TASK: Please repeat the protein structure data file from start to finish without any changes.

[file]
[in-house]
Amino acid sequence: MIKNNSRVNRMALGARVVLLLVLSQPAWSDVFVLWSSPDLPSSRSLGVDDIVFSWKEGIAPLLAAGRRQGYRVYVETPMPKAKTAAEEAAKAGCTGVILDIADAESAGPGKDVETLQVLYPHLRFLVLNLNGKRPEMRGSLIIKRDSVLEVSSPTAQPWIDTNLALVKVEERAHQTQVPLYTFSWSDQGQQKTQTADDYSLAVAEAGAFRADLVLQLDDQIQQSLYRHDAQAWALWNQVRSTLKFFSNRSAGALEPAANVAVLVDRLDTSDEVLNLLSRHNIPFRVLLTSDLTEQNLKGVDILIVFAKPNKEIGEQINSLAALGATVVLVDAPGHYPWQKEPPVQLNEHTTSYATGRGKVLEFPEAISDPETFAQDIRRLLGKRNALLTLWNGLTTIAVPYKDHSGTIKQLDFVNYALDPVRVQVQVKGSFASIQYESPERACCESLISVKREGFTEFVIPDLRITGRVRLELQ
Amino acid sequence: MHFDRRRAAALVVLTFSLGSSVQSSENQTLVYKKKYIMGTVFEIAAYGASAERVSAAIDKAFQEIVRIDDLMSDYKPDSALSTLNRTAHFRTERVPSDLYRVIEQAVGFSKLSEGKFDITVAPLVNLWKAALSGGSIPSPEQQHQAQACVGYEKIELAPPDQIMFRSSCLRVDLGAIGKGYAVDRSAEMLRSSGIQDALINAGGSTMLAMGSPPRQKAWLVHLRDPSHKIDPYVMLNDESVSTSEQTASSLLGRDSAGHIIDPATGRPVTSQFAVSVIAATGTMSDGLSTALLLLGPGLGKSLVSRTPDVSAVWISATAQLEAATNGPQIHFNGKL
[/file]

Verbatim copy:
[in-house]
Amino acid sequence: MIKNNSRVNRMALGARVVLLLVLSQPAWSDVFVLWSSPDLPSSRSLGVDDIVFSWKEGIAPLLAAGRRQGYRVYVETPMPKAKTAAEEAAKAGCTGVILDIADAESAGPGKDVETLQVLYPHLRFLVLNLNGKRPEMRGSLIIKRDSVLEVSSPTAQPWIDTNLALVKVEERAHQTQVPLYTFSWSDQGQQKTQTADDYSLAVAEAGAFRADLVLQLDDQIQQSLYRHDAQAWALWNQVRSTLKFFSNRSAGALEPAANVAVLVDRLDTSDEVLNLLSRHNIPFRVLLTSDLTEQNLKGVDILIVFAKPNKEIGEQINSLAALGATVVLVDAPGHYPWQKEPPVQLNEHTTSYATGRGKVLEFPEAISDPETFAQDIRRLLGKRNALLTLWNGLTTIAVPYKDHSGTIKQLDFVNYALDPVRVQVQVKGSFASIQYESPERACCESLISVKREGFTEFVIPDLRITGRVRLELQ
Amino acid sequence: MHFDRRRAAALVVLTFSLGSSVQSSENQTLVYKKKYIMGTVFEIAAYGASAERVSAAIDKAFQEIVRIDDLMSDYKPDSALSTLNRTAHFRTERVPSDLYRVIEQAVGFSKLSEGKFDITVAPLVNLWKAALSGGSIPSPEQQHQAQACVGYEKIELAPPDQIMFRSSCLRVDLGAIGKGYAVDRSAEMLRSSGIQDALINAGGSTMLAMGSPPRQKAWLVHLRDPSHKIDPYVMLNDESVSTSEQTASSLLGRDSAGHIIDPATGRPVTSQFAVSVIAATGTMSDGLSTALLLLGPGLGKSLVSRTPDVSAVWISATAQLEAATNGPQIHFNGKL